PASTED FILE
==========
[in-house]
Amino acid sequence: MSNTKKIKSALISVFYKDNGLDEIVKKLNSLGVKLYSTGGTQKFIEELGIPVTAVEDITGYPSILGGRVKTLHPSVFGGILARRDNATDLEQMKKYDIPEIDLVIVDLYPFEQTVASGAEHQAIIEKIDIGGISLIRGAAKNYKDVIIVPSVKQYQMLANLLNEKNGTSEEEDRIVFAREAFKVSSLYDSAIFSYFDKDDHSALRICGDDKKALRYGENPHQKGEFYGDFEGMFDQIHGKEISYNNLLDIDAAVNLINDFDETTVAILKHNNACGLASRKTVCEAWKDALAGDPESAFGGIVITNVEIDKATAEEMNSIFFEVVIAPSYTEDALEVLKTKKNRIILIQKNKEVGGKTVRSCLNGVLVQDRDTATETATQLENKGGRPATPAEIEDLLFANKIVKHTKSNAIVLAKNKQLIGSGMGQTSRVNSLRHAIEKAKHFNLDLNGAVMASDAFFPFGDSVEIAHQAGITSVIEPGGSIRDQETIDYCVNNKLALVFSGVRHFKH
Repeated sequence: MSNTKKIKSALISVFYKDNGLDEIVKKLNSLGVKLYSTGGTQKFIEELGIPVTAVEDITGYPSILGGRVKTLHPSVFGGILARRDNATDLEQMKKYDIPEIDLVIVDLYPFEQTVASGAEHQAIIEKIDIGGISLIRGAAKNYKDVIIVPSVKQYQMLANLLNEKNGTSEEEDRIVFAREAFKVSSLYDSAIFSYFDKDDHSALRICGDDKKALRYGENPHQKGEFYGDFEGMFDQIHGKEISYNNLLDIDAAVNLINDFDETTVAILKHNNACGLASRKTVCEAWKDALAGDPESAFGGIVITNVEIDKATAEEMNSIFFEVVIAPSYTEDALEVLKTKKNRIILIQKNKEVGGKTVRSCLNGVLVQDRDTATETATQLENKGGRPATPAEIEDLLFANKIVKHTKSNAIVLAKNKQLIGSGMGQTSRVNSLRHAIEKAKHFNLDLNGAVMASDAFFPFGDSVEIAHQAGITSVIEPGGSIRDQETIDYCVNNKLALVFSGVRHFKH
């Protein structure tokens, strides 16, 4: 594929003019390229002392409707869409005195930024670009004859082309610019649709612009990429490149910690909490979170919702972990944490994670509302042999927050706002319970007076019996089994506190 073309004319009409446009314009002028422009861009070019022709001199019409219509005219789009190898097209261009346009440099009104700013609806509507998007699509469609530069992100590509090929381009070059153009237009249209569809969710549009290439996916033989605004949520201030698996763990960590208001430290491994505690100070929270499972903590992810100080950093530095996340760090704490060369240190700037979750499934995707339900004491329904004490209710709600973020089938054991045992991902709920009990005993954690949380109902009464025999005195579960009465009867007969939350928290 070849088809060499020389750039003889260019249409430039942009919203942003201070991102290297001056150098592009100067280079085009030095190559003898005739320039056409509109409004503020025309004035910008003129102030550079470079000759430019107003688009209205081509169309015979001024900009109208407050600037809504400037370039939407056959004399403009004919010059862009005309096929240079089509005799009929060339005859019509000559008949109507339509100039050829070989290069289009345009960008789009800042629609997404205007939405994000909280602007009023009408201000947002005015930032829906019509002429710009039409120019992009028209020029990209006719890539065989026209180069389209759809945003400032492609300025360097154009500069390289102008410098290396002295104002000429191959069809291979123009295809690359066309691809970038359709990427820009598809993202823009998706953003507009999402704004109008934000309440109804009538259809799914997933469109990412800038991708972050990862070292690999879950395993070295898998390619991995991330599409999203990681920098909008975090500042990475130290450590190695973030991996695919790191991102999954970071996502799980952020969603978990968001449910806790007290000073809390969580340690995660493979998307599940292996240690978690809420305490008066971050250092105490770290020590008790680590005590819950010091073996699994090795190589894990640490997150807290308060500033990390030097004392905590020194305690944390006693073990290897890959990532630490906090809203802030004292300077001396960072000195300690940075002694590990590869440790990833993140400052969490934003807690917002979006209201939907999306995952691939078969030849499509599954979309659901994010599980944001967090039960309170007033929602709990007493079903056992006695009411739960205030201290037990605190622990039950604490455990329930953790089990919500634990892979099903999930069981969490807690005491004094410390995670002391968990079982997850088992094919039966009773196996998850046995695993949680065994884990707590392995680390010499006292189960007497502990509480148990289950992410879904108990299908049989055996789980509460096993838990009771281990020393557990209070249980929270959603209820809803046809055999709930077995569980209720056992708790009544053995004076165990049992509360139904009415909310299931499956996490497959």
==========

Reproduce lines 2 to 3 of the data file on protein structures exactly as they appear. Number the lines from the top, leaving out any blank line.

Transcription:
Amino acid sequence: MSNTKKIKSALISVFYKDNGLDEIVKKLNSLGVKLYSTGGTQKFIEELGIPVTAVEDITGYPSILGGRVKTLHPSVFGGILARRDNATDLEQMKKYDIPEIDLVIVDLYPFEQTVASGAEHQAIIEKIDIGGISLIRGAAKNYKDVIIVPSVKQYQMLANLLNEKNGTSEEEDRIVFAREAFKVSSLYDSAIFSYFDKDDHSALRICGDDKKALRYGENPHQKGEFYGDFEGMFDQIHGKEISYNNLLDIDAAVNLINDFDETTVAILKHNNACGLASRKTVCEAWKDALAGDPESAFGGIVITNVEIDKATAEEMNSIFFEVVIAPSYTEDALEVLKTKKNRIILIQKNKEVGGKTVRSCLNGVLVQDRDTATETATQLENKGGRPATPAEIEDLLFANKIVKHTKSNAIVLAKNKQLIGSGMGQTSRVNSLRHAIEKAKHFNLDLNGAVMASDAFFPFGDSVEIAHQAGITSVIEPGGSIRDQETIDYCVNNKLALVFSGVRHFKH
Repeated sequence: MSNTKKIKSALISVFYKDNGLDEIVKKLNSLGVKLYSTGGTQKFIEELGIPVTAVEDITGYPSILGGRVKTLHPSVFGGILARRDNATDLEQMKKYDIPEIDLVIVDLYPFEQTVASGAEHQAIIEKIDIGGISLIRGAAKNYKDVIIVPSVKQYQMLANLLNEKNGTSEEEDRIVFAREAFKVSSLYDSAIFSYFDKDDHSALRICGDDKKALRYGENPHQKGEFYGDFEGMFDQIHGKEISYNNLLDIDAAVNLINDFDETTVAILKHNNACGLASRKTVCEAWKDALAGDPESAFGGIVITNVEIDKATAEEMNSIFFEVVIAPSYTEDALEVLKTKKNRIILIQKNKEVGGKTVRSCLNGVLVQDRDTATETATQLENKGGRPATPAEIEDLLFANKIVKHTKSNAIVLAKNKQLIGSGMGQTSRVNSLRHAIEKAKHFNLDLNGAVMASDAFFPFGDSVEIAHQAGITSVIEPGGSIRDQETIDYCVNNKLALVFSGVRHFKH